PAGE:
Jane Newshound was at it again. As the star reporter of The Mudslinger, the student newspaper of Bliss College, an elite private university, she was investigating the university’s library.
Not too long ago, friends told her that they noticed several periodicals the school once had were missing. After several short interviews, in which the collective response was “nothing has changed,” Jane decided to obtain the library records.
The administration of Bliss College would have none of that. A private school, as Jane quickly learned, does not have to show such records to the public. Bliss College thought it had Jane pinned. Fortunately for Jane, and all student journalists put in the same position, the school was required to make one document available to her upon request: an “accreditation report.”
Role of accrediting agencies in higher education
All colleges and universities that participate in any federal financial aid program, such as the Stafford Loan, the Pell Grant or the federal College Work-Study program, are usually required by federal law to be accredited by a “nationally recognized accrediting agency or association.” See 20 U.S.C. § 1141(a) (defining what an “institution of higher education” is for purposes of federal financial assistance programs).
There are several of these “national accrediting associations,” each with a certain geographic or subject specialty. For example, the American Bar Association is the national accrediting association for all law schools in the United States. The major accrediting associations for colleges and universities are the six “regionals.” All institutions, whether they offer associate, bachelor1s, master1s or doctorate degrees, must be accredited by the agency covering its region.
The regional accrediting agencies are non-profit organizations that evaluate colleges and universities based on certain defined criteria. According to one agency brochure, regional accreditation “does not affirm that the school is perfect in all aspects, but does promise that there are resources, leadership, and determination that will be utilized for improvement.” The six regional agencies are the New England Association of Schools and Colleges, the Middle States Association of Colleges and Schools, the North Central Association of Colleges and Schools, the Northwest Association of Schools and Colleges, the Western Association of Schools and Colleges, and the Southern Association of Colleges and Schools.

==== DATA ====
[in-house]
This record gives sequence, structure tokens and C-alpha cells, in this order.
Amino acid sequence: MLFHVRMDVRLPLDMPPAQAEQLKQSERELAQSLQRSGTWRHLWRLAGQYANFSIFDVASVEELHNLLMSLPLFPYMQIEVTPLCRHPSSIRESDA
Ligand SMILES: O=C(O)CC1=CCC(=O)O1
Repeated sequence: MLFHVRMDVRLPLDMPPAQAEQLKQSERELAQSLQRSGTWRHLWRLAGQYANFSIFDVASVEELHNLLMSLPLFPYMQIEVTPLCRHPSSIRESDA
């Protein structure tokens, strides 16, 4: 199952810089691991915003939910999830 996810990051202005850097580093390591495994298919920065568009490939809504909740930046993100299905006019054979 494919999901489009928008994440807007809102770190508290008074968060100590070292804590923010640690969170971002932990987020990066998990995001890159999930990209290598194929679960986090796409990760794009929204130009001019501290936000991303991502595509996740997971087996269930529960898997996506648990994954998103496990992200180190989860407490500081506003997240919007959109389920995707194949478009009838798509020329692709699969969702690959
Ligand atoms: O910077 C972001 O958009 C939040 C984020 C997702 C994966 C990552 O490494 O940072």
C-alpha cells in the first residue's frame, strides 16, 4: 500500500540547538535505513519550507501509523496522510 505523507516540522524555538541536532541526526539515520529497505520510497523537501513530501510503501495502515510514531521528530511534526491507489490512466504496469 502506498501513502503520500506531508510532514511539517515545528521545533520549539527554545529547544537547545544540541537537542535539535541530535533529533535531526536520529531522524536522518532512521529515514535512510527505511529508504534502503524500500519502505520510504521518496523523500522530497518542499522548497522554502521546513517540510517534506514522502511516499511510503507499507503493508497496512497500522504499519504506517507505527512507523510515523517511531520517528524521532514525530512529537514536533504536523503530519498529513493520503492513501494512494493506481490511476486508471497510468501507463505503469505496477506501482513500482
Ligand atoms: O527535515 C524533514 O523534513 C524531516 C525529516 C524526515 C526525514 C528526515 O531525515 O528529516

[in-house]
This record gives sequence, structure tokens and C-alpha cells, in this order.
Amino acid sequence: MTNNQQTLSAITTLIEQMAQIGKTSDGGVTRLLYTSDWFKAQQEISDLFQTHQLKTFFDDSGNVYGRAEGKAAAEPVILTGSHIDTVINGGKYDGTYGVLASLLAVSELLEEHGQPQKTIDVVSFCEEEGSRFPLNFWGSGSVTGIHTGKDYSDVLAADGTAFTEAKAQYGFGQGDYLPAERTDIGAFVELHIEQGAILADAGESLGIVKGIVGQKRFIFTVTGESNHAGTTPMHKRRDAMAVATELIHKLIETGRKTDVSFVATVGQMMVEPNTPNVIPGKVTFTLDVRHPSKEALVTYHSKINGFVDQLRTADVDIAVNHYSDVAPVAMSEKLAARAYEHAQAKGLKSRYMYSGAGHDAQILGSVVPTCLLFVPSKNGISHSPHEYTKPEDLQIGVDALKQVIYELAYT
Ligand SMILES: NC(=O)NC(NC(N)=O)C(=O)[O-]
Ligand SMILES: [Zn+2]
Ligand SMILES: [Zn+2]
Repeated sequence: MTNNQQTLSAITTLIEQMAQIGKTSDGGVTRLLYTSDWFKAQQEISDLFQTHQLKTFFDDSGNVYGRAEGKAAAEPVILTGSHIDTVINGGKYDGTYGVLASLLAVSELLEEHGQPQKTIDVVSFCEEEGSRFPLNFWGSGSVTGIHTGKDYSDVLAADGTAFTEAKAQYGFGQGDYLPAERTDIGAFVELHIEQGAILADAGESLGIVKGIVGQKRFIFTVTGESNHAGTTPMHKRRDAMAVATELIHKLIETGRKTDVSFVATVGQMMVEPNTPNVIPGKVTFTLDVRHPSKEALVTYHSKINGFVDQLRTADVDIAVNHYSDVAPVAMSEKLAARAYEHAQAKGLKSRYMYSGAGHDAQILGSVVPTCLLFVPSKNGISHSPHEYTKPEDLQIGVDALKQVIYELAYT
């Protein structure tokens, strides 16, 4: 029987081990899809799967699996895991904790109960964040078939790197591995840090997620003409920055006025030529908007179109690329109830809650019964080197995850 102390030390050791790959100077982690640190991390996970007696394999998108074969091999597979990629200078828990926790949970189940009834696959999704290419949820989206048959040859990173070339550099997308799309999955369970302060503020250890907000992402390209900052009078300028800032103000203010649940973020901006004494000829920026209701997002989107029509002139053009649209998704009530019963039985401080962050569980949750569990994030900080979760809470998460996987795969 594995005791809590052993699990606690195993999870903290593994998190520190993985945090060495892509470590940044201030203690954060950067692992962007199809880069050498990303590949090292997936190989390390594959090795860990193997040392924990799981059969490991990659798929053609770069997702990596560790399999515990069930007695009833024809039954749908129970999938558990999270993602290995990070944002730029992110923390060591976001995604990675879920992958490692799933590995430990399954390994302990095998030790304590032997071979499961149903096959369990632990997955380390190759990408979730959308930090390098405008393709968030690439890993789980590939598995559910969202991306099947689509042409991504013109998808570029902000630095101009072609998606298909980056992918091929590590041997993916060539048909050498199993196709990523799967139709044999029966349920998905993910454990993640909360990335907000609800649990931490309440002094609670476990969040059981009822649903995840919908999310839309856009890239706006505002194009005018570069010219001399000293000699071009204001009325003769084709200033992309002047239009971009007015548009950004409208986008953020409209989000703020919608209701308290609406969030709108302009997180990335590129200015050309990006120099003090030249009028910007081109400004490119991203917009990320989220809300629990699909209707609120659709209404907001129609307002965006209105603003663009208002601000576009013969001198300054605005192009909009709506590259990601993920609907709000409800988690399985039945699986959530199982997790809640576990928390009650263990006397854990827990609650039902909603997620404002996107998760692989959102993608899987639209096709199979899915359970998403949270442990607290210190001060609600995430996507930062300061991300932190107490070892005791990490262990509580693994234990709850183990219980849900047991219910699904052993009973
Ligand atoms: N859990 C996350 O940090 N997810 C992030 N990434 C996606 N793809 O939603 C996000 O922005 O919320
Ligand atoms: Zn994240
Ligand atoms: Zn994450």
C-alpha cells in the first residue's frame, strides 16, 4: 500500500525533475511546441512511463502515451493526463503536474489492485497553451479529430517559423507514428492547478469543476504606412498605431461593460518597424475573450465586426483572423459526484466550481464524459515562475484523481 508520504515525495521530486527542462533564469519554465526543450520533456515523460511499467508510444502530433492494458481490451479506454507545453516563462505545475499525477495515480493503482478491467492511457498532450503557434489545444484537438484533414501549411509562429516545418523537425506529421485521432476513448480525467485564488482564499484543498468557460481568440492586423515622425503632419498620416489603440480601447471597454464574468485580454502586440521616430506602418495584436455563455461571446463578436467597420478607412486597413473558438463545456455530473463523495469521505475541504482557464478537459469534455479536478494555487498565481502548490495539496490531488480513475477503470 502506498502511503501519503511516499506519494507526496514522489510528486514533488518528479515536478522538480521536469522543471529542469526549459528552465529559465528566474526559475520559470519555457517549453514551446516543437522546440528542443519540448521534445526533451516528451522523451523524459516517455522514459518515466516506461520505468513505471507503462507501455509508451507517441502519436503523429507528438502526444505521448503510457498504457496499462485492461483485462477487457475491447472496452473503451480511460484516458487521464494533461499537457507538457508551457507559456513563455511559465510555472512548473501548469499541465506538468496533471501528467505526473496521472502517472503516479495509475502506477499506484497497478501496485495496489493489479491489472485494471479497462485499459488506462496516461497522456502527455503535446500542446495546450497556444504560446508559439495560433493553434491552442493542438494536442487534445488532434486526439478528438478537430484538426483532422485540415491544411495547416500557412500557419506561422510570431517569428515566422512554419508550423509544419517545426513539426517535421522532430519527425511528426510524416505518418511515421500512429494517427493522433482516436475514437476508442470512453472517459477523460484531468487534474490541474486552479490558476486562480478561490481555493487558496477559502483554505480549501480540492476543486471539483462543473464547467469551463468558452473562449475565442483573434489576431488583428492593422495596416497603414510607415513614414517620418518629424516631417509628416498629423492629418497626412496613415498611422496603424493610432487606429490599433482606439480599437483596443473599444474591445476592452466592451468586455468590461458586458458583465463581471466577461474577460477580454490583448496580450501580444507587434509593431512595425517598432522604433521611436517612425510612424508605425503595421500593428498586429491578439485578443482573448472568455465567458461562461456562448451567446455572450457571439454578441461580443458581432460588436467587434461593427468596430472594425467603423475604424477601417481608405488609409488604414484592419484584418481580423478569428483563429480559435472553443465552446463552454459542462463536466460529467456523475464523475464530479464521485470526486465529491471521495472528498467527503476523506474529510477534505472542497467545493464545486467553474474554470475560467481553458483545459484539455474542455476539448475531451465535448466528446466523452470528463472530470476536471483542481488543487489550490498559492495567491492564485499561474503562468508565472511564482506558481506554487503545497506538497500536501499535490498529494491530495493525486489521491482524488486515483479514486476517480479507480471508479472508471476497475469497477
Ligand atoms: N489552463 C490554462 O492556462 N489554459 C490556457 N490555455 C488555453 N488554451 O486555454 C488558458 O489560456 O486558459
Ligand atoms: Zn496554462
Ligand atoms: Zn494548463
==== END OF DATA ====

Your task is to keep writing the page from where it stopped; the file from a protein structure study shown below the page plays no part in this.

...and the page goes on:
The right to obtain the accreditation report
In an effort to provide students access to as much information about a school as possible, Congress has long required that all colleges and universities that participate in a federal financial assistance program show any current student or prospective student, on demand, any “documents describing the institution’s accreditation, approval, or licensing.” See 20 U.S.C. § 1092(a)(1)(J) and 34 C.F.R. § 668.44(b) (which should be read together). The idea is that an informed student is more likely to make the best decision on where to go, which will make him more likely to get a good job, which will in turn make it more likely he will not default on his student loans.
The key thing to understand is that the law applies to private, as well as public, schools which receive federal financial assistance. So, while most records in the possession of a private school are not required to be disclosed under state public records laws, accreditation reports are required to be disclosed under federal law. This may be a powerful check on those private schools that keep their records close to the vest.
Student journalists attending public schools will also find a school’s accreditation report packed with useful information. Even though most of the information that makes up an accreditation report would be available under a state open records law, an accreditation report puts all of the material in one source along with useful analysis and useful graphics or other aids. And obviously, it saves the time and effort required to gather all of the records in the first place.
Student reporters who desire to obtain a copy of their schools’ reports should keep a few things in mind. Many schools, especially smaller private schools, may be unaware of their obligations under this law. It may be up to you to educate administrators about their legal obligations.
Be sure to obtain a copy of the statute, which can be found in the United States Code, available in most university libraries and all law school libraries, and take it with you when you ask for the report. Remind the schools that refusing to turn over the records is a violation of federal law, which could lead to the school losing all of its federal assistance.